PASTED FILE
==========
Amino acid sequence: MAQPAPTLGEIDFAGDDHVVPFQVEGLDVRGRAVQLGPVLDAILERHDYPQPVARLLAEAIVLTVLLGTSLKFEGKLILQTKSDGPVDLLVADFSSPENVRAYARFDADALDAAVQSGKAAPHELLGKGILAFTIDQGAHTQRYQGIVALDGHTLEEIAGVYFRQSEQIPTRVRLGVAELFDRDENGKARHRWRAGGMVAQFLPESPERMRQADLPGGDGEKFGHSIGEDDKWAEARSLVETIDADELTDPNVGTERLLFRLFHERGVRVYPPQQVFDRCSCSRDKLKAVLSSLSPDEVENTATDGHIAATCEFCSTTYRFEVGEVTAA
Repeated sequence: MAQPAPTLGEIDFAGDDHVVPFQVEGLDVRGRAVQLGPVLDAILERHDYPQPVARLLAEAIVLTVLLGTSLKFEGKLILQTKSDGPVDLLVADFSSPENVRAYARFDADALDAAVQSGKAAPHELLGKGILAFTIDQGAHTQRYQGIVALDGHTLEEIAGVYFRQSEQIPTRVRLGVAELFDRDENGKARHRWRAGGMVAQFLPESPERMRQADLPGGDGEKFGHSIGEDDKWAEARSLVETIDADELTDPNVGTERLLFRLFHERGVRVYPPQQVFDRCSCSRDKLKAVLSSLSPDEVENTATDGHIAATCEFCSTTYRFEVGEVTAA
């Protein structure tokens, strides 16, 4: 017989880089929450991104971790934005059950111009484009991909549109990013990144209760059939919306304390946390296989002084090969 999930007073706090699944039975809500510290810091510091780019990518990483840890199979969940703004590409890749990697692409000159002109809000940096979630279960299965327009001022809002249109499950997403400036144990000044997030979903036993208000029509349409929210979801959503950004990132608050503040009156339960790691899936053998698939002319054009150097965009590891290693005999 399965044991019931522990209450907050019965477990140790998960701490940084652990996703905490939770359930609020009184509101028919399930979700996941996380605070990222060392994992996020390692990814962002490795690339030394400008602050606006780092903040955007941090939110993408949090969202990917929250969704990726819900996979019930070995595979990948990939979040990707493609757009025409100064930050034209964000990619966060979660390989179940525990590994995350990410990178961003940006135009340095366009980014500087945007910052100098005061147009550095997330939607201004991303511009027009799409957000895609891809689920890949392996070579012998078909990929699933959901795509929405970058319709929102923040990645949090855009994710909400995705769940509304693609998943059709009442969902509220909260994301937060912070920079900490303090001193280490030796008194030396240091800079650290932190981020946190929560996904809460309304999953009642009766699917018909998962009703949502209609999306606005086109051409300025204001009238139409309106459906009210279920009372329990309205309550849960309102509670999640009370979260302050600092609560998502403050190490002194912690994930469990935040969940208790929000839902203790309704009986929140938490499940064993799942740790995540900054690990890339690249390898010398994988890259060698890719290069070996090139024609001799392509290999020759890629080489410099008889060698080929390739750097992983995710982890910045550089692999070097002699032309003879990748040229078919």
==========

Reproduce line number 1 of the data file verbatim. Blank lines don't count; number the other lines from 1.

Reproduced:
Amino acid sequence: MAQPAPTLGEIDFAGDDHVVPFQVEGLDVRGRAVQLGPVLDAILERHDYPQPVARLLAEAIVLTVLLGTSLKFEGKLILQTKSDGPVDLLVADFSSPENVRAYARFDADALDAAVQSGKAAPHELLGKGILAFTIDQGAHTQRYQGIVALDGHTLEEIAGVYFRQSEQIPTRVRLGVAELFDRDENGKARHRWRAGGMVAQFLPESPERMRQADLPGGDGEKFGHSIGEDDKWAEARSLVETIDADELTDPNVGTERLLFRLFHERGVRVYPPQQVFDRCSCSRDKLKAVLSSLSPDEVENTATDGHIAATCEFCSTTYRFEVGEVTAA